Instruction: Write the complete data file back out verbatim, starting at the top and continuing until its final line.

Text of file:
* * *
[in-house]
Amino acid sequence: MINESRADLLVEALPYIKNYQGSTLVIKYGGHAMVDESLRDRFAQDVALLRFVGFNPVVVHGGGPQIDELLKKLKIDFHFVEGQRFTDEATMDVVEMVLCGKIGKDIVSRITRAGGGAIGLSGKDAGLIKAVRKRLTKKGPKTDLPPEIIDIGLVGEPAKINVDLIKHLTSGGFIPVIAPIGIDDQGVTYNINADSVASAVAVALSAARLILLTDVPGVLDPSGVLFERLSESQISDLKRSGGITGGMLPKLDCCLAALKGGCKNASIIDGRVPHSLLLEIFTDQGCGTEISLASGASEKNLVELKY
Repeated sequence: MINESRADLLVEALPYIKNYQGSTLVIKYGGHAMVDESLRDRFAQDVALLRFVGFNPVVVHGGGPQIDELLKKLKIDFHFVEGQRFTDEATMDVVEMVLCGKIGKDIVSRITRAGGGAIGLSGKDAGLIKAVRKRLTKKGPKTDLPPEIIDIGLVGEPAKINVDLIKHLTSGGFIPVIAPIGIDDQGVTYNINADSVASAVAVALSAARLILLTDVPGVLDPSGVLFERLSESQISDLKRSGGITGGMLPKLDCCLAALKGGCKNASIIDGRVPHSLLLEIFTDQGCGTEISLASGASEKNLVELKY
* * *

[in-house]
Amino acid sequence: MINESRADLLVEALPYIKNYQGSTLVIKYGGHAMVDESLRDRFAQDVALLRFVGFNPVVVHGGGPQIDELLKKLKIDFHFVEGQRFTDEATMDVVEMVLCGKIGKDIVSRITRAGGGAIGLSGKDAGLIKAVRKRLTKKGPKTDLPPEIIDIGLVGEPAKINVDLIKHLTSGGFIPVIAPIGIDDQGVTYNINADSVASAVAVALSAARLILLTDVPGVLDPSGVLFERLSESQISDLKRSGGITGGMLPKLDCCLAALKGGCKNASIIDGRVPHSLLLEIFTDQGCGTEISLASGASEKNLVELKY
Repeated sequence: MINESRADLLVEALPYIKNYQGSTLVIKYGGHAMVDESLRDRFAQDVALLRFVGFNPVVVHGGGPQIDELLKKLKIDFHFVEGQRFTDEATMDVVEMVLCGKIGKDIVSRITRAGGGAIGLSGKDAGLIKAVRKRLTKKGPKTDLPPEIIDIGLVGEPAKINVDLIKHLTSGGFIPVIAPIGIDDQGVTYNINADSVASAVAVALSAARLILLTDVPGVLDPSGVLFERLSESQISDLKRSGGITGGMLPKLDCCLAALKGGCKNASIIDGRVPHSLLLEIFTDQGCGTEISLASGASEKNLVELKY